AsiaPacifiQueer: Rethinking Genders and Sexualities
Aside from a women’s studies class I took as an undergraduate, of which I remember very little, thoughts on gender and sexuality typically have not taken up much of my time. AsiaPacifiQueer: Rethinking Genders and Sexualities totally changed my perception on these subjects. As a self-proclaimed tomboy, who happens not to be a lesbian, society is much more accepting of my “ways” than they would be if I were an effeminate man. The essays and examinations gathered here by the editors take this subject to an infinitely crucial level in understanding what it means to fall outside of another proverbial box, from a non-Western cultural perspective.
AsiaPacifiQueer brings into focus the dynamics of colonialism, language, and religion, and their shaping of a particular culture seeking to understand itself. It begins with post-World War II Japanese homosexuality and its manifestations through an occupational perspective. In this essay, white collar and working class occupations both play a major role in how work ethic is portrayed in shaping masculinity. This masculinity still finds prevalence in male-male companionship, as evidenced by its over-representation in personal advertisements for male-male companionship.
The essay “Grrrl-Queens” by Clare Maree captures the use of how Japanese language is used not only as a powerful tool with which to communicate across gender lines, but also as a means in which to protest traditional uses of expected gendered communication. One-kotoba is considered a type of language and speech pattern used traditionally by gay men, and is "a parody of stereotypical women’s language," considered to be a hyperfeminine style of speech. However, it is purposely used by some lesbian women as an act of resistance to stereotypes of the "butch" lesbian.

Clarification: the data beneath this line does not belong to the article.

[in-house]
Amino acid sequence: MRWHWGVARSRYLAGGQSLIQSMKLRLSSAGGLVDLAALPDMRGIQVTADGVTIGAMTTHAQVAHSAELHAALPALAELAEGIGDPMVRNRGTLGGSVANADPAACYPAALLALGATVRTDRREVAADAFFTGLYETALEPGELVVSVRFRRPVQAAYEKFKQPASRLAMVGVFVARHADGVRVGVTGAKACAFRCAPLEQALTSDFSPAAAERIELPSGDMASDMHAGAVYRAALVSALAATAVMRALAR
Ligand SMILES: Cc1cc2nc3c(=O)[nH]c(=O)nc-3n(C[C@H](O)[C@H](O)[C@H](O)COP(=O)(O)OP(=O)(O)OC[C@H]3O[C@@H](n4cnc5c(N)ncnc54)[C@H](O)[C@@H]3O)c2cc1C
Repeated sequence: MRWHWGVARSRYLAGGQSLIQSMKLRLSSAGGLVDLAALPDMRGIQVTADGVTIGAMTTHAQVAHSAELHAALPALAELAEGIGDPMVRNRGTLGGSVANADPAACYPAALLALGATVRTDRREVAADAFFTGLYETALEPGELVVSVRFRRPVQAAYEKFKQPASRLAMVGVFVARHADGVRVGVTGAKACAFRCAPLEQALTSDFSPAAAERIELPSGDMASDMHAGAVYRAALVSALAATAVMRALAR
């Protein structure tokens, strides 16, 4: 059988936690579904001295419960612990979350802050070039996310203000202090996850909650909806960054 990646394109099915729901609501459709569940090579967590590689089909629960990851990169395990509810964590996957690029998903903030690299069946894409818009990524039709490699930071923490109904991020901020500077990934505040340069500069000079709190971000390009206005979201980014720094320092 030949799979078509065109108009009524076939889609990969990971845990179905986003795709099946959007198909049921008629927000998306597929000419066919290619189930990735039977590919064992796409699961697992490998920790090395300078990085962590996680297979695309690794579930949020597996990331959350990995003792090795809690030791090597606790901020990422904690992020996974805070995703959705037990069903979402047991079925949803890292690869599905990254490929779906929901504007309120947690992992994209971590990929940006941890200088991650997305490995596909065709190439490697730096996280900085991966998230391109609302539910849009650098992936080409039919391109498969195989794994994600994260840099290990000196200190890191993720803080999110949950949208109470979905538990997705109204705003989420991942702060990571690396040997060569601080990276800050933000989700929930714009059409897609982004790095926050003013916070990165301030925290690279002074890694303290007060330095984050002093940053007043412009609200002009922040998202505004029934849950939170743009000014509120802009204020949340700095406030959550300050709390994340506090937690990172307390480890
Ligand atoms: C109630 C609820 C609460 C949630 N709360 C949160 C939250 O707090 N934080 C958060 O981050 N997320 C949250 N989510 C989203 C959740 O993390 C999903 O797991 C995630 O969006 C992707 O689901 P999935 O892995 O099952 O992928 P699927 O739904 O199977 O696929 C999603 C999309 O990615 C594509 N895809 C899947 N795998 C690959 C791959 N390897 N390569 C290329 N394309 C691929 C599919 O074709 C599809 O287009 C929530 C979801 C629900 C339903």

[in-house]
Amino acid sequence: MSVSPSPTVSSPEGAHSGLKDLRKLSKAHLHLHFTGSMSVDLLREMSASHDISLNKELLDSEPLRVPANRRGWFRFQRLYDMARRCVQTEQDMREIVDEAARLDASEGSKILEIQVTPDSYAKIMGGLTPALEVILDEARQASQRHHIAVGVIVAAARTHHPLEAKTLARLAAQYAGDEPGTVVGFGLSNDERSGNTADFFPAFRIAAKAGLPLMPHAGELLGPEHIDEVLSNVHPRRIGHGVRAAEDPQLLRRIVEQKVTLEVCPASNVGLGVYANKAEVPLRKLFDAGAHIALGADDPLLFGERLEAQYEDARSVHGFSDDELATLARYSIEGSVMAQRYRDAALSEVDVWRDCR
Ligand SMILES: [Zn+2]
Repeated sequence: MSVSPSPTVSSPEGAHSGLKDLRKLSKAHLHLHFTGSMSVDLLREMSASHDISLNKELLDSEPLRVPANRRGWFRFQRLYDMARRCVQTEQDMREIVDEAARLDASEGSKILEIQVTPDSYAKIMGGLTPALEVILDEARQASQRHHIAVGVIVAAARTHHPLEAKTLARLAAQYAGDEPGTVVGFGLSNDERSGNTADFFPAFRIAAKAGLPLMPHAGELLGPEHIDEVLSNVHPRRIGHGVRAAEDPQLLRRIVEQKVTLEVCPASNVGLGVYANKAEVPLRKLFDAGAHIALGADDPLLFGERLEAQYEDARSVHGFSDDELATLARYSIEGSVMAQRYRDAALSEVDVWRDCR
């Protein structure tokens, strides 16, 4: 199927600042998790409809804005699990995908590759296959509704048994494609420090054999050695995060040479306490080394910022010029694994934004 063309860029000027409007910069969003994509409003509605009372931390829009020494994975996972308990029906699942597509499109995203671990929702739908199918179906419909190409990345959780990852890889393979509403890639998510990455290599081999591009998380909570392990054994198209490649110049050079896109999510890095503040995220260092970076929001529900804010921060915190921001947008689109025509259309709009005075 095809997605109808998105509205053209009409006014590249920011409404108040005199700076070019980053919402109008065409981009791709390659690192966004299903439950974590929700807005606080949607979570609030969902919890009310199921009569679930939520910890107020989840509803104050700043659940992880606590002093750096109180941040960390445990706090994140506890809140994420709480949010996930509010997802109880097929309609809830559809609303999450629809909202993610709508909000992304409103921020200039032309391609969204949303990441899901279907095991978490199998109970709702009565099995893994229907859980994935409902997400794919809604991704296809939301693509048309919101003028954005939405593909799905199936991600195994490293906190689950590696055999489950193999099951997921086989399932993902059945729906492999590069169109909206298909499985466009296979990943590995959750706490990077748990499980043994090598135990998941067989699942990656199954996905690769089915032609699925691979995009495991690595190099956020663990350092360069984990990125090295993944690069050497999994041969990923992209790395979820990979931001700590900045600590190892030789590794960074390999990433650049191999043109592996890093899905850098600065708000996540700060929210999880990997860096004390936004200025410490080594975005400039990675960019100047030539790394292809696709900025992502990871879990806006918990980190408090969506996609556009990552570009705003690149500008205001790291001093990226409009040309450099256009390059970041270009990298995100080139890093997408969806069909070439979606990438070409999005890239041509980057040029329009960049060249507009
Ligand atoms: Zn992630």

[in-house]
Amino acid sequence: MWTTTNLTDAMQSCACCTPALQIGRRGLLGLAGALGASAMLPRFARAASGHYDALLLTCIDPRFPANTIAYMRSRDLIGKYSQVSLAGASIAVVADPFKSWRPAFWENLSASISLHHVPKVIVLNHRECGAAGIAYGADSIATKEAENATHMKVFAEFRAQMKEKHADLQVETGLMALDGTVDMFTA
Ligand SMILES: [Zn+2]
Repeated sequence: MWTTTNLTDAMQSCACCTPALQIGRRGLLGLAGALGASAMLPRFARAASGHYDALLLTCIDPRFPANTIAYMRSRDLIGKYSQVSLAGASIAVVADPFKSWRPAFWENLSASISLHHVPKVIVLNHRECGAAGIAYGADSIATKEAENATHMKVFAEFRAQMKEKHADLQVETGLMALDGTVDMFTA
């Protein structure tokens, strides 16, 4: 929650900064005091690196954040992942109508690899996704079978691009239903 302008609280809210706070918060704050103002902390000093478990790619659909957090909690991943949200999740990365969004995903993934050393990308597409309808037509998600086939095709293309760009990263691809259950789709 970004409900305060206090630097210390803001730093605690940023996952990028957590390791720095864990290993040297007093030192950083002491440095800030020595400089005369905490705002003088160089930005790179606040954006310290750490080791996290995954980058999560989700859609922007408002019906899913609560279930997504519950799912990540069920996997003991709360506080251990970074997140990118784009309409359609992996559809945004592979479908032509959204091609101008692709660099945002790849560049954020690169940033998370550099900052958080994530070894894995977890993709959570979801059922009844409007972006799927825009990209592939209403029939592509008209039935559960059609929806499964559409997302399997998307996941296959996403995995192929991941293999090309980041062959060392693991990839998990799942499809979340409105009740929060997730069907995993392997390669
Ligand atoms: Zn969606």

In Kam Yip Lo Lucetta’s essay, "Recognition Through Mis-Recognition," the concept of masculine women in Hong Kong is one of a right of passage. Tomboyism is considered a phase that teenage girls go through before maturing to femininity. It does not generate as much anxiety and can even bring benefits in the workplace (the capable worker), provided it is temporary. Needless to say, for those who continue this phase on through womanhood, it represents a failed woman and a disqualified adult.
AsiaPacifiQueer represents a critical discourse though works that are about more than just queer studies. It opens up a much needed dialogue on how society uses gender and sexuality to dictate its economic, creative, and interpersonal relationships with its every conceivable contact. It is inevitable that in this examination, given the aforementioned hopes, it should create a wider spectrum with which to reevaluate the relationship between gender and sexuality.